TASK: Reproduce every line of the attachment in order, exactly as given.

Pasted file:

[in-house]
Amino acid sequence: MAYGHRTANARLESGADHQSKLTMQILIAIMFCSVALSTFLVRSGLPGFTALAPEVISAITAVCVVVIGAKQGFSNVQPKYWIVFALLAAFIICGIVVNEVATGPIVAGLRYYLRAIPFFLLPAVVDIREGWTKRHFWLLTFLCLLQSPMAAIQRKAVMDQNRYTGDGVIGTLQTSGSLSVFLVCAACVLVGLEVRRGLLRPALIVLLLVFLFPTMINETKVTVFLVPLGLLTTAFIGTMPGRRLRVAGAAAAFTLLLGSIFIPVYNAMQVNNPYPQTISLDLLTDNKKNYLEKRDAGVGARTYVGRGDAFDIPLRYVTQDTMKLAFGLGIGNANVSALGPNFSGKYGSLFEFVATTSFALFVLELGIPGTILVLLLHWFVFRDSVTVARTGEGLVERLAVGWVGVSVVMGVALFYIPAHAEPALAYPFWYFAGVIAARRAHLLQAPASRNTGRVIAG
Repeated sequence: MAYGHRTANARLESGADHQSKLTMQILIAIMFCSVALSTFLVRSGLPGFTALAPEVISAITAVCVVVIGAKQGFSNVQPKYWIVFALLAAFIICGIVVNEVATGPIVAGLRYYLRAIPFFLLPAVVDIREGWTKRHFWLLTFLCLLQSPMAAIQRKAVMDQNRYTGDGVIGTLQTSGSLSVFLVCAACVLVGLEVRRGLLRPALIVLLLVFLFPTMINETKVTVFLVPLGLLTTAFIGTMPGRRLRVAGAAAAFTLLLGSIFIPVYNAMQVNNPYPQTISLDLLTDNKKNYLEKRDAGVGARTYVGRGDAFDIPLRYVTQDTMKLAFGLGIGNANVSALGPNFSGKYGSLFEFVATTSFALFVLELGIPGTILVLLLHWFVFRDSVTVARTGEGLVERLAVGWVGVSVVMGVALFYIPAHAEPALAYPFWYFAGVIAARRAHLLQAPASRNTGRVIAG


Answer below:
[in-house]
Amino acid sequence: MAYGHRTANARLESGADHQSKLTMQILIAIMFCSVALSTFLVRSGLPGFTALAPEVISAITAVCVVVIGAKQGFSNVQPKYWIVFALLAAFIICGIVVNEVATGPIVAGLRYYLRAIPFFLLPAVVDIREGWTKRHFWLLTFLCLLQSPMAAIQRKAVMDQNRYTGDGVIGTLQTSGSLSVFLVCAACVLVGLEVRRGLLRPALIVLLLVFLFPTMINETKVTVFLVPLGLLTTAFIGTMPGRRLRVAGAAAAFTLLLGSIFIPVYNAMQVNNPYPQTISLDLLTDNKKNYLEKRDAGVGARTYVGRGDAFDIPLRYVTQDTMKLAFGLGIGNANVSALGPNFSGKYGSLFEFVATTSFALFVLELGIPGTILVLLLHWFVFRDSVTVARTGEGLVERLAVGWVGVSVVMGVALFYIPAHAEPALAYPFWYFAGVIAARRAHLLQAPASRNTGRVIAG
Repeated sequence: MAYGHRTANARLESGADHQSKLTMQILIAIMFCSVALSTFLVRSGLPGFTALAPEVISAITAVCVVVIGAKQGFSNVQPKYWIVFALLAAFIICGIVVNEVATGPIVAGLRYYLRAIPFFLLPAVVDIREGWTKRHFWLLTFLCLLQSPMAAIQRKAVMDQNRYTGDGVIGTLQTSGSLSVFLVCAACVLVGLEVRRGLLRPALIVLLLVFLFPTMINETKVTVFLVPLGLLTTAFIGTMPGRRLRVAGAAAAFTLLLGSIFIPVYNAMQVNNPYPQTISLDLLTDNKKNYLEKRDAGVGARTYVGRGDAFDIPLRYVTQDTMKLAFGLGIGNANVSALGPNFSGKYGSLFEFVATTSFALFVLELGIPGTILVLLLHWFVFRDSVTVARTGEGLVERLAVGWVGVSVVMGVALFYIPAHAEPALAYPFWYFAGVIAARRAHLLQAPASRNTGRVIAG